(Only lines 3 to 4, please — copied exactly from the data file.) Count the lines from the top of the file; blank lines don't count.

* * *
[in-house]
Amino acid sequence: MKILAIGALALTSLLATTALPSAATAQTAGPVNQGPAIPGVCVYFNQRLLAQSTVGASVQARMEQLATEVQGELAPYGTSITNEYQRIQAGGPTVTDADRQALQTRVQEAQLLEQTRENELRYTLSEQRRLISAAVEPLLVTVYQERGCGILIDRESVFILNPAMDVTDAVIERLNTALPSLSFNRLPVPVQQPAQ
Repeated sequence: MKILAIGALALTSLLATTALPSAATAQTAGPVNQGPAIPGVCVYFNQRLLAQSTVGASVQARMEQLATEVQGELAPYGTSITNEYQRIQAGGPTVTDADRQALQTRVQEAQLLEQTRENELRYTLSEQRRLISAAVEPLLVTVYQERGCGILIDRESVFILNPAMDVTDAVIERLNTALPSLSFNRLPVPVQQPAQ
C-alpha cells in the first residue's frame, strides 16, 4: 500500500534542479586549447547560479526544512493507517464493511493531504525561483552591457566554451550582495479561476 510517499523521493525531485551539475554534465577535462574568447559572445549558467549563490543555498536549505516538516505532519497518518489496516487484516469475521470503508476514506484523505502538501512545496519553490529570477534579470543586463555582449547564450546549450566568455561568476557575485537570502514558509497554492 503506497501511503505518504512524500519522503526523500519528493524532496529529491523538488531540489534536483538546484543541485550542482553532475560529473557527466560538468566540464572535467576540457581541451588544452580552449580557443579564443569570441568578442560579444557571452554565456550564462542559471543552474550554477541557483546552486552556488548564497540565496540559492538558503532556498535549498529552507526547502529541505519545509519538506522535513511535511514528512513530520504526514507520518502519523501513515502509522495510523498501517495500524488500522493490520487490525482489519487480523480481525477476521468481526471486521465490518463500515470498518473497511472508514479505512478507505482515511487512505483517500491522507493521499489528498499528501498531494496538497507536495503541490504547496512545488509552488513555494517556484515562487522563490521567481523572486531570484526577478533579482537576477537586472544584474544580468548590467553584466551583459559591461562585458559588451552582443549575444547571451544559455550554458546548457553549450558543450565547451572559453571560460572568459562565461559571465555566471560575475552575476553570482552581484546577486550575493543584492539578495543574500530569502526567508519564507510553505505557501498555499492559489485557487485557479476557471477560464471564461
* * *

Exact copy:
Repeated sequence: MKILAIGALALTSLLATTALPSAATAQTAGPVNQGPAIPGVCVYFNQRLLAQSTVGASVQARMEQLATEVQGELAPYGTSITNEYQRIQAGGPTVTDADRQALQTRVQEAQLLEQTRENELRYTLSEQRRLISAAVEPLLVTVYQERGCGILIDRESVFILNPAMDVTDAVIERLNTALPSLSFNRLPVPVQQPAQ
C-alpha cells in the first residue's frame, strides 16, 4: 500500500534542479586549447547560479526544512493507517464493511493531504525561483552591457566554451550582495479561476 510517499523521493525531485551539475554534465577535462574568447559572445549558467549563490543555498536549505516538516505532519497518518489496516487484516469475521470503508476514506484523505502538501512545496519553490529570477534579470543586463555582449547564450546549450566568455561568476557575485537570502514558509497554492 503506497501511503505518504512524500519522503526523500519528493524532496529529491523538488531540489534536483538546484543541485550542482553532475560529473557527466560538468566540464572535467576540457581541451588544452580552449580557443579564443569570441568578442560579444557571452554565456550564462542559471543552474550554477541557483546552486552556488548564497540565496540559492538558503532556498535549498529552507526547502529541505519545509519538506522535513511535511514528512513530520504526514507520518502519523501513515502509522495510523498501517495500524488500522493490520487490525482489519487480523480481525477476521468481526471486521465490518463500515470498518473497511472508514479505512478507505482515511487512505483517500491522507493521499489528498499528501498531494496538497507536495503541490504547496512545488509552488513555494517556484515562487522563490521567481523572486531570484526577478533579482537576477537586472544584474544580468548590467553584466551583459559591461562585458559588451552582443549575444547571451544559455550554458546548457553549450558543450565547451572559453571560460572568459562565461559571465555566471560575475552575476553570482552581484546577486550575493543584492539578495543574500530569502526567508519564507510553505505557501498555499492559489485557487485557479476557471477560464471564461